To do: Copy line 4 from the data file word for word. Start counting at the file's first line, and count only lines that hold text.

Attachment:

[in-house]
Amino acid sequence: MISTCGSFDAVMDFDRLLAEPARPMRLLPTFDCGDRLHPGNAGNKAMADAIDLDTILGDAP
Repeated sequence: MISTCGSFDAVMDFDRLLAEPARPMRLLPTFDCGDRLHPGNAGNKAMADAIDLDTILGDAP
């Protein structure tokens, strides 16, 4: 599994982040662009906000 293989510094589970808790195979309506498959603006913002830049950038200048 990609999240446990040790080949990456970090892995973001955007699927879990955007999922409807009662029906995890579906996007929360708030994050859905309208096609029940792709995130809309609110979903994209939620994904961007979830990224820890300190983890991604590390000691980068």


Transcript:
């Protein structure tokens, strides 16, 4: 599994982040662009906000 293989510094589970808790195979309506498959603006913002830049950038200048 990609999240446990040790080949990456970090892995973001955007699927879990955007999922409807009662029906995890579906996007929360708030994050859905309208096609029940792709995130809309609110979903994209939620994904961007979830990224820890300190983890991604590390000691980068």